What's all the fuss about? Our mummy blogger trials latest obsession, the vegetable spiralizer
The vegetable sprializer has become the talk of the year, the must-have gadget for 2015 and it's only the beginning of February! This crazy little gadget will turn your courgettes, carrots and other veg into spirals or spaghetti-like strands.
Whether you're looking to turn your everyday meals into fancy restaurant-worthy dishes or you want to trick (ok, encourage!) your kids to start eating a little healthier, the spiralizer should do the trick.
We're determined to find out what all the fuss is about with a little help from our mummy blogger Anneliese. Over to you Anneliese...
The vegetable spiralizer: A way to up your 5-a-day count?The World Health Organisation recommends that we should all eat our 5-a-day to lower the risk of serious health problems. We all know that fruit and vegetables are good for us. However, it's not always easy to reach the 5-a-day target, especially if you live with fussy eaters! Children are notorious for disliking fruit or vegetables and often both. It can be a struggle to provide a child with a healthy, varied diet if they refuse point blank to try it!
When I heard about the spiralizer, I was immediately drawn to it. A gadget that turns most fruit and vegetables into attractive spirals that resemble spaghetti, noodles and ribbons - how clever! Perhaps it would help me to hide vegetables from my picky eaters and in turn, encourage them to try new things. No doubt this would also be a handy device for those who are unable to eat gluten, or someone trying to cut back on carbohydrates. Vegetable 'spaghetti', such as courgetti, is certainly a healthy alternative to ordinary pasta and something I was keen to try.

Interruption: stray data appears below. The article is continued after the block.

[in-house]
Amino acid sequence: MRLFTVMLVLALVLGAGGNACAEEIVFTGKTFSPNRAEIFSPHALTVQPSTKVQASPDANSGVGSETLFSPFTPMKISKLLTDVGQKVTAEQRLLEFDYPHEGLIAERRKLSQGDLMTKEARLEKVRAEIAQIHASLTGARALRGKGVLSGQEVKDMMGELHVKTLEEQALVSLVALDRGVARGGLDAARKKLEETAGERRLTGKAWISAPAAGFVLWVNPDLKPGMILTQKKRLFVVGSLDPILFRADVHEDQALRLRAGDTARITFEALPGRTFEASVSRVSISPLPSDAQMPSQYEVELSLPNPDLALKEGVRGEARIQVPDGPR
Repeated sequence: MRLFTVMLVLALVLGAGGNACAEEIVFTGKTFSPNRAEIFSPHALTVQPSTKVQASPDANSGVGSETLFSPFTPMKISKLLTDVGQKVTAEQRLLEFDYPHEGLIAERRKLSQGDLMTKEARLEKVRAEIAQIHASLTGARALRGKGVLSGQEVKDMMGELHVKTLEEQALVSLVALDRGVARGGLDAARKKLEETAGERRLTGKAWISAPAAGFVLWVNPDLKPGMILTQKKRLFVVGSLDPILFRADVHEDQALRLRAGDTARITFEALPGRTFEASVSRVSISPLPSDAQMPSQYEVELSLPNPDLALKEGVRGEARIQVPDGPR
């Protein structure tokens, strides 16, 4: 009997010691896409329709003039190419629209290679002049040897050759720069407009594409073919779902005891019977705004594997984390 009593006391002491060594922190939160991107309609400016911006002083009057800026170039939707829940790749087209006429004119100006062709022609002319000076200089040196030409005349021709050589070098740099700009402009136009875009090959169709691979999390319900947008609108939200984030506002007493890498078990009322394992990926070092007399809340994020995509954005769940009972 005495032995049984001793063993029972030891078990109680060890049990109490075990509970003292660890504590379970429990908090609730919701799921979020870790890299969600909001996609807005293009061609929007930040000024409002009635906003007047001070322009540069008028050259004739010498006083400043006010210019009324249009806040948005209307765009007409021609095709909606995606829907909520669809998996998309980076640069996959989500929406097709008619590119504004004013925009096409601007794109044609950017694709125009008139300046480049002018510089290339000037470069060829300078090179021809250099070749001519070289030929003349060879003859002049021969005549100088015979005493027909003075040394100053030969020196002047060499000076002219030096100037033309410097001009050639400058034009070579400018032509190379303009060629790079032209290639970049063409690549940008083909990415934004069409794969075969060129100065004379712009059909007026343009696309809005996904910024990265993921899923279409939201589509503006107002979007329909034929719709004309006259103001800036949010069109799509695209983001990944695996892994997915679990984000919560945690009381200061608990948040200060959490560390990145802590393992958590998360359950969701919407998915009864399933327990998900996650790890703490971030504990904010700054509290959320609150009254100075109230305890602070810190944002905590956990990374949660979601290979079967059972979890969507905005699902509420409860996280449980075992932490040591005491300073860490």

My first thoughts
The spiralizer is compact and lightweight. It comes with a set of instructions and two recipes. At first I was disappointed by the brief instructions but as soon as I tried out my spiralizer, I knew why. The spiralizer is extremely easy to use, so a long list of instructions would be unnecessary. The step-by-step photographs fulfil their purpose perfectly. After my first attempt, I was hooked!
Neat and tidy does the trickI like how the spiralizer has a storage compartment in the base where two of the three blades slot neatly into place. This means that I have no excuse to lose them! There was some resistance when I pulled the blades from the storage base. However, this is actually a good thing as the blades are unable to fall out when the spiralizer is picked up and moved around. It would also be difficult for very young hands to pull them free. The blades are, of course, very sharp so it's a good job to have two of the blades tucked away, though it's a shame there is not enough space for all three.
Like magic!When I came to use the spiralizer, a blade was already slotted into the blade receptor so all I had to do was attach my vegetable of choice. I used a courgette as I'd heard it was a good starting point because they are quite soft and make a good spaghetti replacement as "courgetti". Following the simple step-by-step instructions, I was soon watching spirals of courgette tumble from the machine, like magic! It was an exciting moment!
Later on, my four-year-old helped me to finish the job and he giggled with delight! He is not a fan of courgette but he told me that it looked delicious and later enjoyed my carbonara. I'd used the spirals of courgette to replace the pasta and he ate the lot. I was amazed and delighted!